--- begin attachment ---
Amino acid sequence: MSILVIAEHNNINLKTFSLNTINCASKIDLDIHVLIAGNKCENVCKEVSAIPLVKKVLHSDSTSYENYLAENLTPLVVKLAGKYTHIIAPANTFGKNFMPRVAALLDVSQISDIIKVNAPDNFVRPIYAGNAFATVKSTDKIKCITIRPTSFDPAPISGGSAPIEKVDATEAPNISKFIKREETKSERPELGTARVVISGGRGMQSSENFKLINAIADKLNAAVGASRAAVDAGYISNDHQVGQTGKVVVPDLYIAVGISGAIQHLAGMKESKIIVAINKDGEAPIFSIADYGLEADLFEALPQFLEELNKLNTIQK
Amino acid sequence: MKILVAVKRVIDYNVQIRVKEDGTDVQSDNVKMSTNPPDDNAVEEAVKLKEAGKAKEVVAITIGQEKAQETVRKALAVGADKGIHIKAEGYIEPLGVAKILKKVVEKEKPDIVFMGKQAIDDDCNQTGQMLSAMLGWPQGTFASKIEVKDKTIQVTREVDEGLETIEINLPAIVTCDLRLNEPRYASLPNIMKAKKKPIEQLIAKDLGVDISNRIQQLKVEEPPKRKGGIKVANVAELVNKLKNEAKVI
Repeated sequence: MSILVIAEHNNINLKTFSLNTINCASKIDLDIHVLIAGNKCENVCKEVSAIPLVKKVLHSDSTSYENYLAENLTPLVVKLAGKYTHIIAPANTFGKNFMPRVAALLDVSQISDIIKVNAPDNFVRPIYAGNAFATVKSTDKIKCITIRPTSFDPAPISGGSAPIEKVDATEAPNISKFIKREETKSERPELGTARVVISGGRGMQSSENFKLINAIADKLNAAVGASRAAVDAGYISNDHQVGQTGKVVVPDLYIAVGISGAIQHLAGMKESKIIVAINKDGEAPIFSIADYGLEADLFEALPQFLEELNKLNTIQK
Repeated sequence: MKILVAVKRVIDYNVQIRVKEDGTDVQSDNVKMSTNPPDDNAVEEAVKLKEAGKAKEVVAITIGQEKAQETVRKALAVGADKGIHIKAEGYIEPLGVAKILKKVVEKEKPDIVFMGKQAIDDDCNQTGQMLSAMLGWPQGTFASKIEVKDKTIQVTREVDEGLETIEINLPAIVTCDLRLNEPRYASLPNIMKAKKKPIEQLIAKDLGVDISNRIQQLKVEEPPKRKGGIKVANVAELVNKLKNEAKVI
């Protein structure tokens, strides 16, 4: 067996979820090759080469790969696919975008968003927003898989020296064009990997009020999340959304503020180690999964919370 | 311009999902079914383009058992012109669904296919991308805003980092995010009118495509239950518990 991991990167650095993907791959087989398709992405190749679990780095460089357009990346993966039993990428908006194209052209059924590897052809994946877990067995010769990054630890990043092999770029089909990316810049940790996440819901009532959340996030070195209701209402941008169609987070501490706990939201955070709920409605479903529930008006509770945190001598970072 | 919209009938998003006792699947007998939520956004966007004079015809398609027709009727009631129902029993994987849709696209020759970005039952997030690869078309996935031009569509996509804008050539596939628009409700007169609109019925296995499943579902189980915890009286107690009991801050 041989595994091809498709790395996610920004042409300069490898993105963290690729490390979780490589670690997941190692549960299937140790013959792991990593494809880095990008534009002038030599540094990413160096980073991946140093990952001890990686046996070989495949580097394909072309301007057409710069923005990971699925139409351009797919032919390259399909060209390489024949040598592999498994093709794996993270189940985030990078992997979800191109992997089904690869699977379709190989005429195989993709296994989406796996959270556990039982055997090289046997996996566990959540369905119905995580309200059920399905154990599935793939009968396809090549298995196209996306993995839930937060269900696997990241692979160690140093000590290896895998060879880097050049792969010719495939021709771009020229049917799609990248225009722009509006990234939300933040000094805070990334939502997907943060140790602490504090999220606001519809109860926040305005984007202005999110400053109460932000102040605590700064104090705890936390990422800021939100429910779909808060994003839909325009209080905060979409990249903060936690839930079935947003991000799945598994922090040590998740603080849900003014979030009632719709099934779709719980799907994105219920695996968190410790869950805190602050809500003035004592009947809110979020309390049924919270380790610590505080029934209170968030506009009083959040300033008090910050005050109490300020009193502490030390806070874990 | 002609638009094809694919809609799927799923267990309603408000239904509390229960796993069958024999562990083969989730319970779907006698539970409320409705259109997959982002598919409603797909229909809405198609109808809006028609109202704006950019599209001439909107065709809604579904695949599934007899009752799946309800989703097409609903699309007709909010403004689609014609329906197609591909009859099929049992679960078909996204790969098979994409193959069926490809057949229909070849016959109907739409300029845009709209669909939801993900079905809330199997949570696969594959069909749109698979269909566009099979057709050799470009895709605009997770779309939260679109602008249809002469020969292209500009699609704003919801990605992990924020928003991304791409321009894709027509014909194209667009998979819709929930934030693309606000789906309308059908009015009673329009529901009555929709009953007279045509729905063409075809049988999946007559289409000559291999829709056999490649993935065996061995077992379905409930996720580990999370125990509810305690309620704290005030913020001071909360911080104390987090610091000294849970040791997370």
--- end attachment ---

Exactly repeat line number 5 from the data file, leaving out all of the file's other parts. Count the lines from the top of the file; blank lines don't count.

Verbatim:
């Protein structure tokens, strides 16, 4: 067996979820090759080469790969696919975008968003927003898989020296064009990997009020999340959304503020180690999964919370 | 311009999902079914383009058992012109669904296919991308805003980092995010009118495509239950518990 991991990167650095993907791959087989398709992405190749679990780095460089357009990346993966039993990428908006194209052209059924590897052809994946877990067995010769990054630890990043092999770029089909990316810049940790996440819901009532959340996030070195209701209402941008169609987070501490706990939201955070709920409605479903529930008006509770945190001598970072 | 919209009938998003006792699947007998939520956004966007004079015809398609027709009727009631129902029993994987849709696209020759970005039952997030690869078309996935031009569509996509804008050539596939628009409700007169609109019925296995499943579902189980915890009286107690009991801050 041989595994091809498709790395996610920004042409300069490898993105963290690729490390979780490589670690997941190692549960299937140790013959792991990593494809880095990008534009002038030599540094990413160096980073991946140093990952001890990686046996070989495949580097394909072309301007057409710069923005990971699925139409351009797919032919390259399909060209390489024949040598592999498994093709794996993270189940985030990078992997979800191109992997089904690869699977379709190989005429195989993709296994989406796996959270556990039982055997090289046997996996566990959540369905119905995580309200059920399905154990599935793939009968396809090549298995196209996306993995839930937060269900696997990241692979160690140093000590290896895998060879880097050049792969010719495939021709771009020229049917799609990248225009722009509006990234939300933040000094805070990334939502997907943060140790602490504090999220606001519809109860926040305005984007202005999110400053109460932000102040605590700064104090705890936390990422800021939100429910779909808060994003839909325009209080905060979409990249903060936690839930079935947003991000799945598994922090040590998740603080849900003014979030009632719709099934779709719980799907994105219920695996968190410790869950805190602050809500003035004592009947809110979020309390049924919270380790610590505080029934209170968030506009009083959040300033008090910050005050109490300020009193502490030390806070874990 | 002609638009094809694919809609799927799923267990309603408000239904509390229960796993069958024999562990083969989730319970779907006698539970409320409705259109997959982002598919409603797909229909809405198609109808809006028609109202704006950019599209001439909107065709809604579904695949599934007899009752799946309800989703097409609903699309007709909010403004689609014609329906197609591909009859099929049992679960078909996204790969098979994409193959069926490809057949229909070849016959109907739409300029845009709209669909939801993900079905809330199997949570696969594959069909749109698979269909566009099979057709050799470009895709605009997770779309939260679109602008249809002469020969292209500009699609704003919801990605992990924020928003991304791409321009894709027509014909194209667009998979819709929930934030693309606000789906309308059908009015009673329009529901009555929709009953007279045509729905063409075809049988999946007559289409000559291999829709056999490649993935065996061995077992379905409930996720580990999370125990509810305690309620704290005030913020001071909360911080104390987090610091000294849970040791997370």